Proof of residency must be sent to the Estonian Tax and Customs Board, it cannot be uploaded by a non-resident or payer by themselves.

A proof of residency document is typically valid for 12 months unless otherwise specified on the document. If payments to the non-resident continue, a new proof of residency document must then be submitted to the Estonian Tax and Customs Board.

A non-resident natural person who is resident of another EEA member does not have to file an individual income tax return in Estonia if his or her income did not exceed the rate of basic exemption calculated pursuant to Estonian law or whose income for the taxable period is not subject to any further income tax.

Residents of third countries (such as Russia, Ukraine, United States, Canada, etc.) are not entitled to apply the Estonian basic exemption on payments in Annex 2 to Form TSD or the recipient’s income tax return.
 

Impact of tax treaty benefits on the application of the basic exemption

If

  • there is a treaty for the avoidance of double taxation between Estonia and the recipient’s country of residence (tax treaty),

  • as a result of which the non-resident’s income is not subject to income tax in Estonia (for example, service fees paid to German residents in Estonia if such activity has not resulted in a specific location in Estonia) and

  • valid proof of residency of the recipient certified by a foreign country’s tax authority has been uploaded to the database of the Estonian Tax and Customs Board, 

the basic exemption arising from the tax treaty will be applied to the payer. 

If a payment is subject to tax exemption arising from a tax treaty, the basic exemption pursuant to Estonian law is not applicable.

Therefore, a non-resident does not have to submit a request for the application of the Estonian basic exemption to the calculation of income tax withheld in Estonia if the payment is already exempt from taxation pursuant to the tax treaty. Information on basic exemption requests is not gathered by the Estonian Tax and Customs Board.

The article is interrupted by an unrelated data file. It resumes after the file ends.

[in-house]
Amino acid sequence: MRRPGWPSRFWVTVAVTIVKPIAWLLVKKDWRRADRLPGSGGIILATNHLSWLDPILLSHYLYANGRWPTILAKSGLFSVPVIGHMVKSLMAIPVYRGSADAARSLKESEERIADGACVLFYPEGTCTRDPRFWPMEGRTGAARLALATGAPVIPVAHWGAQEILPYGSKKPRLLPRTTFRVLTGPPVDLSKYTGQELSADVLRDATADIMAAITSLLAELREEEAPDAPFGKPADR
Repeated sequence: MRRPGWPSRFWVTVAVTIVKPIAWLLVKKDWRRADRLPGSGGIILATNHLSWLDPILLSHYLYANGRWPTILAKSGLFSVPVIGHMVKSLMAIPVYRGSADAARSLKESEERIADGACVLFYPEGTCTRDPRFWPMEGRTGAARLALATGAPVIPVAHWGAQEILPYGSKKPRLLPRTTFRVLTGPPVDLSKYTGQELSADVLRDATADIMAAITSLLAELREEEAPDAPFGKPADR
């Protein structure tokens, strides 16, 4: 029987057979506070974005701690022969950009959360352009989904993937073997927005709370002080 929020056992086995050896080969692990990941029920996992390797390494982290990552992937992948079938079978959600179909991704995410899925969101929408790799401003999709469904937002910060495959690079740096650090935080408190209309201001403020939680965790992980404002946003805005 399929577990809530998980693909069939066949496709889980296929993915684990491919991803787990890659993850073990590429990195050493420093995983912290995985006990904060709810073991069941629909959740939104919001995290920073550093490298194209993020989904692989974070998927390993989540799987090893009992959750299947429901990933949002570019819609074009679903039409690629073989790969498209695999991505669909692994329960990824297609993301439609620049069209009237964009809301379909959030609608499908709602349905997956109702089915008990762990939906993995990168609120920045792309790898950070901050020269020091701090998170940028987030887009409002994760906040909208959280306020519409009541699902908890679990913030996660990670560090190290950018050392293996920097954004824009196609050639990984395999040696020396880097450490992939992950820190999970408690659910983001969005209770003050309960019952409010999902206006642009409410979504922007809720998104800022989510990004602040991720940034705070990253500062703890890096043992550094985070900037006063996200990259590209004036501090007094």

Example 1
Finnish resident Päivi receives employment income of 1000 euros in March. 
Pekka has submitted a request to the payer for the application of the basic exemption and the database of the Estonian Tax and Customs Board contains a valid proof of residency for the recipient certified by the tax agency of Finland.

TAX CALCULATION

March 2022

  • Social tax 1000 x 33% = 330 euros
  • Unemployment insurance premium withheld 1000 x 1.6% = 16 euros
  • Employer’s unemployment insurance premium 1000 x 0.8% = 8 euros
  • Income tax withheld (1000 – 16 – 500) x 20% = 96.80 euros

Example 2
Latvian resident Laima receives 1000 euros in March on the basis of a contract under the Law of Obligations Act. She only spends a week in Estonia to provide a service.
Laima’s valid proof of residency certified by the tax agency of Latvia has been uploaded to the database of the Estonian Tax and Customs Board.
 

TAX CALCULATION

March 2022

  • Social tax 1000 x 33% = 330 euros
  • Unemployment insurance premium withheld 1000 x 1.6% = 16 euros
  • Employer’s unemployment insurance premium 1000 x 0.8% = 8 euros
  • Income tax withheld 1000 x 0% = 0 euros

Non-cooperative jurisdiction for tax purposes

In the provisions of the Income Tax Act, low tax rate territory has been replaced with non-cooperative jurisdiction for tax purposes. In respect of the latter, the list adopted by the Council of the European Union is applicable, which does not depend on the tax rate within this territory or whether the business activities are real or fictitious.

Currently (November 2021) the list of non-cooperative jurisdictions for tax purposes is comprised of the following:
American Samoa, Fiji, Guam, Palau, Panama, Samoa, Trinidad and Tobago, US Virgin Islands, Vanuatu.

The concept of a legal entity in a low tax rate territory has therefore become invalid in the application of income tax to payments made to non-resident legal entities or non-business-related expenses.